Singapore is a small city that has something to offer to most. Here're some personal recommendations, and tips for first time travelers.

BY indefiniteloop

During the course of the last two weeks, I’ve been pushing out a series of posts that were written from my experience as a first time traveller to Singapore. If you haven’t already done so, I’d highly recommend reading those too (links right below this paragraph, and repeated right after the entire post), as they may contain some tips missed in this last post of the Singapore Travel series.

Incase you’d like to read the other posts in the series, here’s the Singapore Travel series.

Right, let’s get down to the tips bit.

Tips for first time Singapore travelers.

  • Walk. This is the best tip I can deliver. Walk to everywhere in Singapore, at any time. Singapore is a small city, compared to where I hail from. It’s convenient, not at all cumbersome, and more so pleasant than anything else. It is designed to be pedestrian-friendly, something that I sorely miss here, at home. It is also the best way to experience the city. If you cannot afford to walk, take a bus or a taxi. The metro is great, but it runs underground. With the metro, you would end up missing something interesting. Do note that walking does require you have time on hand. If you’re in a rush, I would advice a taxi or another alternative mode of faster-transport, maybe a warp-drive, instead.
  • Carry or don’t carry an umbrella. This one completely depends on your personal choice of preference. If you’re like me, you like rain; you like getting wet or drenched in a foreign land, then you wouldn’t want to carry that umbrella. If you generally don’t want to get wet, then by all means carry an umbrella or wear a raincoat or something. It does rain frequently in Singapore, and although most showers are light, thundery, and don’t last long, it is better to carry that umbrella (you know, to share it with someone?). Weather wise, Singapore is a little like Sri Lanka, with the hottest month being February, and the coldest being January.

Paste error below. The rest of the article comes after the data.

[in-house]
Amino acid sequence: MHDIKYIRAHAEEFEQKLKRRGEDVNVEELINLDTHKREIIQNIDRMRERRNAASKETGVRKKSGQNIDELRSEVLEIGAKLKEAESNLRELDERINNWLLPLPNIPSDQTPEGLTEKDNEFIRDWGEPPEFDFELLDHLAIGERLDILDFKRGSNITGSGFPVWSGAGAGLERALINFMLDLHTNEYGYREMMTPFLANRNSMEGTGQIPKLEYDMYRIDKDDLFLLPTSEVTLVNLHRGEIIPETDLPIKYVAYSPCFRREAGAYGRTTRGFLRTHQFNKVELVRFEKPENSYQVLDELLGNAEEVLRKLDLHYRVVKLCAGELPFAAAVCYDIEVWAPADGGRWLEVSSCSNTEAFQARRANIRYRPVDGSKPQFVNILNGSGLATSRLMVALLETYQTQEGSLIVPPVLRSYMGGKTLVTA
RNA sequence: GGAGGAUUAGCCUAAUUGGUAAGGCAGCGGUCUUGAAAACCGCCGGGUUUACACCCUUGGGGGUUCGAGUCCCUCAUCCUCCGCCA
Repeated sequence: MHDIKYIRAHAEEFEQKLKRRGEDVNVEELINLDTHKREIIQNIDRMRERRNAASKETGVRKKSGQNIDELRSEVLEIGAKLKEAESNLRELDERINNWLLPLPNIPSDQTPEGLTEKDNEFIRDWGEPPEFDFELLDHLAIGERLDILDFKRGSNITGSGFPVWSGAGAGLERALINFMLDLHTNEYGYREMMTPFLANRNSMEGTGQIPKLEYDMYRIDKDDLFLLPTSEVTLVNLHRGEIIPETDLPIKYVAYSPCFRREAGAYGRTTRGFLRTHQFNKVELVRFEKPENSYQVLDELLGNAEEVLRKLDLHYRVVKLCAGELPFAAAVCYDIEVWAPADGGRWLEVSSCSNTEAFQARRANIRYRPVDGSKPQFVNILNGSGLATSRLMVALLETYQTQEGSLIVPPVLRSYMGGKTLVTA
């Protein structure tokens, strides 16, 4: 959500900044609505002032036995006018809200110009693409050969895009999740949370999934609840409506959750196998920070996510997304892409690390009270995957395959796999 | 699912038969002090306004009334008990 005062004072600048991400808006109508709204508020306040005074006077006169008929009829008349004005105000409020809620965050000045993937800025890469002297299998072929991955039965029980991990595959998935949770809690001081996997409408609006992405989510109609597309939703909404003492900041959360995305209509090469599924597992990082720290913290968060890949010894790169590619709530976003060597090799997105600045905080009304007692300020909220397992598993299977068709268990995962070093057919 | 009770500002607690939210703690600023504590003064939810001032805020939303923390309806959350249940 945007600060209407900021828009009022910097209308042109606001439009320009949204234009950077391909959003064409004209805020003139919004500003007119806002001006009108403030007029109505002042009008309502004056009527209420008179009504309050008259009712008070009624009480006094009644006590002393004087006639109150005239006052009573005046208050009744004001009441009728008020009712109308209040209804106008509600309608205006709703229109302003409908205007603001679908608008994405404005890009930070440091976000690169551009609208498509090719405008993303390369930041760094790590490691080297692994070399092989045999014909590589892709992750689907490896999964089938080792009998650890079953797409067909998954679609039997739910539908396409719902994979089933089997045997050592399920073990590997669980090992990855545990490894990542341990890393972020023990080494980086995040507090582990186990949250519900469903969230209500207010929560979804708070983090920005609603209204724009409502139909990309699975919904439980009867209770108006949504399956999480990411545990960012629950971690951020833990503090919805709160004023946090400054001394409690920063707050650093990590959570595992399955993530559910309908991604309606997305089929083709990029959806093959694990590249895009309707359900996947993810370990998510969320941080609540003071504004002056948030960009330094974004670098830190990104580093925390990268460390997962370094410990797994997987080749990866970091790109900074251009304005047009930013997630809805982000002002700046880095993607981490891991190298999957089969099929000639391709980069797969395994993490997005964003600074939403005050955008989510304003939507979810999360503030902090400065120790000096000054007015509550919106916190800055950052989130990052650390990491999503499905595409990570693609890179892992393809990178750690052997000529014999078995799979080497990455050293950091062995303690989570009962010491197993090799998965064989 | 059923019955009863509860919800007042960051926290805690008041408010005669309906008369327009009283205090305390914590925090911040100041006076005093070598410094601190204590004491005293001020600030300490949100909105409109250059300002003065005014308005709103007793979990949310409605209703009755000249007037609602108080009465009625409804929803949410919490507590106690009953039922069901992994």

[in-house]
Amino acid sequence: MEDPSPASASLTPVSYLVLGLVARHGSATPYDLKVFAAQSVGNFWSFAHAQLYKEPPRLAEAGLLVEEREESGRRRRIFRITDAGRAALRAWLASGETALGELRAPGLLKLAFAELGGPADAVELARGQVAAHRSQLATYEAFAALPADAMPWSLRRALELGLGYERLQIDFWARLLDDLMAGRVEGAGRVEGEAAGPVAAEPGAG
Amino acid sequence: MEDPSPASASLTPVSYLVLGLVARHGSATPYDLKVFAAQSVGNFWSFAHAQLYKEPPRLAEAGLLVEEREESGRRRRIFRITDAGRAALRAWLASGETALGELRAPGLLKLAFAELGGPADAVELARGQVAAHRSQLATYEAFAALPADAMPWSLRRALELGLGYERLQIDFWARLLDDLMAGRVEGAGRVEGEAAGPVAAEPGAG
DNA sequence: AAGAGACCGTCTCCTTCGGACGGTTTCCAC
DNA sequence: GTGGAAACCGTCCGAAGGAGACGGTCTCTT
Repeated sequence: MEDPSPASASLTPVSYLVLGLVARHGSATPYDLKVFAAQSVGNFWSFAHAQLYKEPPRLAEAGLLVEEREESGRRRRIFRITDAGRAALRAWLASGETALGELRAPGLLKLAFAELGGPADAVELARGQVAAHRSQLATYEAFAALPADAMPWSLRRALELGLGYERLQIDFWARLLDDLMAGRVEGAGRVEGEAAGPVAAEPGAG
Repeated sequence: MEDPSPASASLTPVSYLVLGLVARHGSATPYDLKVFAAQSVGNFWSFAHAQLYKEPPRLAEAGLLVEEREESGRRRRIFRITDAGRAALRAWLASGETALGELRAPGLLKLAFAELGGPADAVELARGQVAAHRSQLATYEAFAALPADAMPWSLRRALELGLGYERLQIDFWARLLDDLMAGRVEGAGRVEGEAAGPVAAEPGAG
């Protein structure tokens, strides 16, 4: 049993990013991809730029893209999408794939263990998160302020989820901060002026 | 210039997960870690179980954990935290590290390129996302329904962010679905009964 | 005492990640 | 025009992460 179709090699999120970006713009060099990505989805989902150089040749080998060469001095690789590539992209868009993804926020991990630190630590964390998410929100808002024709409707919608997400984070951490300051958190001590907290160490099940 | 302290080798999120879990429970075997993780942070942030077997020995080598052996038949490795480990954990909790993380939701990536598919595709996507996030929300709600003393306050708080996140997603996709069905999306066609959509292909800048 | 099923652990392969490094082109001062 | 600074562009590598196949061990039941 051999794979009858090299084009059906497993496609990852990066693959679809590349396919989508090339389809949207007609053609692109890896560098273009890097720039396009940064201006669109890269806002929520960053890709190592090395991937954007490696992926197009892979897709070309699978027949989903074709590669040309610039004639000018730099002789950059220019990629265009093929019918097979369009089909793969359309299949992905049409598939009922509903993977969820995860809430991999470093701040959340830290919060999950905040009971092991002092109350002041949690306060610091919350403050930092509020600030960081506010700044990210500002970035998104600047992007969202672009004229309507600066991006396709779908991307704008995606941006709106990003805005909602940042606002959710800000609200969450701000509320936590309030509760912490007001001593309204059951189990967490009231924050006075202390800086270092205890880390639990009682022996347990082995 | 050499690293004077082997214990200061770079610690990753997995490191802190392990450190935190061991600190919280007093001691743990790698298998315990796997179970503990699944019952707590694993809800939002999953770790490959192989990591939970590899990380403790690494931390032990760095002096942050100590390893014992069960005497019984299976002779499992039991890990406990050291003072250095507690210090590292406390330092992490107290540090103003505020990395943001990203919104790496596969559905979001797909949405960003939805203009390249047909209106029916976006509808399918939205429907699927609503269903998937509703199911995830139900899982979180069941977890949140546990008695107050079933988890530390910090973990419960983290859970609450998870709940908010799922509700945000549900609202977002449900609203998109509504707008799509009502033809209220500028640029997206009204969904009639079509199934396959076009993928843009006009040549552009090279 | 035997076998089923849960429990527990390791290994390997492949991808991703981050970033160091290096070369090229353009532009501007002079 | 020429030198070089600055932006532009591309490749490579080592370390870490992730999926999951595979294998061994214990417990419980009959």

• Do a little research on arrival, and mark down what’s important to you. Mark stuff on a map or make a list of stuff you want to do or visit. This is more so required if you plan to play it by ear rather than already having built an iteanrry to navigate Singapore with. Singapore has tons to see, and do with regards to events, places, restaurants, bars, and people. Writing a skeletal list or marking things in a map, offers you the chance to club things together or keep some spare time for the unexpected sights, events, or whatever-it-is-that-may-hold-your-interest. For example, I made list of things I wanted-wanted to do, like get inked in Singapore. Don’t let the post title fool you with this one, this tip can be filed within that “Travel Tips” folder too.
  • Explore your immediate area, on arrival. You’ve just checked yourself in, now what? Great! Welcome to Singapore! Now get out, and roam the streets around your hotel room, noticing, and marking things / stuff / shops / restaurants in your head, as backups, emergency equipment suppliers, help, etc. Also, this helps in getting that early morning breakfast routine sorted, before you know, heading out on the streets. Singapore is littered with small time cafes, and restaurants located on the streets as well as inside big time malls. So, food is not a problem. Unless, you’re extremely picky, and choosy. Then, no. Just, no.